Matt Frock spent eight years as an art teacher, but decided he was ready to return to an earlier career: construction. He’d been a builder for six years in San Francisco and Portland.
Frock wasn’t looking to work for just any contractor, though.
As a nature-lover who likes to backpack, I knew I wanted to incorporate sustainable building as much as I could, he said.
After some research, Frock started working with Pangea Builders, a Philadelphia-based design-build company that specializes in deep-green projects. (He also opened a home-remodeling business in Philadelphia.)
The passive, solar-powered homes are well insulated and often made with recycled or scavenged materials like bottles, aluminum cans and rubber tires. They also use natural water-filtering systems that recycle gray water and even black water, which can be used for outdoor irrigation. Interior planters use gray water to grow produce.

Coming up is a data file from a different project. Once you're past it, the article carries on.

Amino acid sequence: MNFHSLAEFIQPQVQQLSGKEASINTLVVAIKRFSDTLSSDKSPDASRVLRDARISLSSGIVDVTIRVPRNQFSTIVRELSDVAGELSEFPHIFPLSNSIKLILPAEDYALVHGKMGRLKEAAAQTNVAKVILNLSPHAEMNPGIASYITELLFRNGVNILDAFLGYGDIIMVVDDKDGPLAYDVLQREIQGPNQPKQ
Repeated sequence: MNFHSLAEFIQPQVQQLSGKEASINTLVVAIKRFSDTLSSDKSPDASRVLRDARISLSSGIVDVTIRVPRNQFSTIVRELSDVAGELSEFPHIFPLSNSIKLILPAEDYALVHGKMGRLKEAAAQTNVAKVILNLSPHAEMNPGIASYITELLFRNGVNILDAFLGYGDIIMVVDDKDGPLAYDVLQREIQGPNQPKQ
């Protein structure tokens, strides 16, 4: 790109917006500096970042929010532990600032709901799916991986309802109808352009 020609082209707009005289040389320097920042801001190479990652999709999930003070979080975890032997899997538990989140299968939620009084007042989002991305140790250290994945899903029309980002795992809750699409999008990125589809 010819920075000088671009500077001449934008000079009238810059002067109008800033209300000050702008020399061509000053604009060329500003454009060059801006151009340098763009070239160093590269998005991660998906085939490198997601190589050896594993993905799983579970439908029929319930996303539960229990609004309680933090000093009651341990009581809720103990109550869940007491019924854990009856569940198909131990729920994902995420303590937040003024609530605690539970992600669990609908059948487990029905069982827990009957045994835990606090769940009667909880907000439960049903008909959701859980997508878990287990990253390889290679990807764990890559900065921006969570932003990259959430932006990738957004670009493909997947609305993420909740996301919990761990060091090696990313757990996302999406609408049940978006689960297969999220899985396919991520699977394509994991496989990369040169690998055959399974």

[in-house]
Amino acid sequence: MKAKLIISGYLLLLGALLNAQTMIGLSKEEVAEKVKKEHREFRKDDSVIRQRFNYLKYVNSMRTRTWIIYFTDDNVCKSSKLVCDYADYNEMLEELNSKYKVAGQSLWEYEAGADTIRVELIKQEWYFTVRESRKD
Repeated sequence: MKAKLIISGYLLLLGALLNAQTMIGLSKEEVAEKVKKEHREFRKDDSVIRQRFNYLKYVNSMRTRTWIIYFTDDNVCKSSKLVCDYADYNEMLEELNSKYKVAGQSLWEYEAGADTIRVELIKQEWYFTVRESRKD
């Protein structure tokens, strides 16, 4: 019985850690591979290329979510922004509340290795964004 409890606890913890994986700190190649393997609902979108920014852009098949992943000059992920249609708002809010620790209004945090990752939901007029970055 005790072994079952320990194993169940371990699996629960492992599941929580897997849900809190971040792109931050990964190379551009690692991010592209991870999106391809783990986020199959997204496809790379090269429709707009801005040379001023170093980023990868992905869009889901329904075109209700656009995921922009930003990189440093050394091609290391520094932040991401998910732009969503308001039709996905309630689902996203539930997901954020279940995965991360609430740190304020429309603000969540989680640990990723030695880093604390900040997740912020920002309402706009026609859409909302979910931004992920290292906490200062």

Frock said he thinks of an Earthship as a well-lit cave.
While some Earthships, with their bulging shapes and bright colors, would look at home in Antoni Gaudi’s fanciful Park Guell in Barcelona, they’re not meant as novelties.
We’re not interested in shrugging off the mainstream, Frock said. We want to make (sustainability) as practical as possible.
Earthship360 is forming a nonprofit arm so it will be eligible for donations and government grants. Separately, the company is working to provide accredited educational programs that will allow students to learn Earthship techniques for college credits.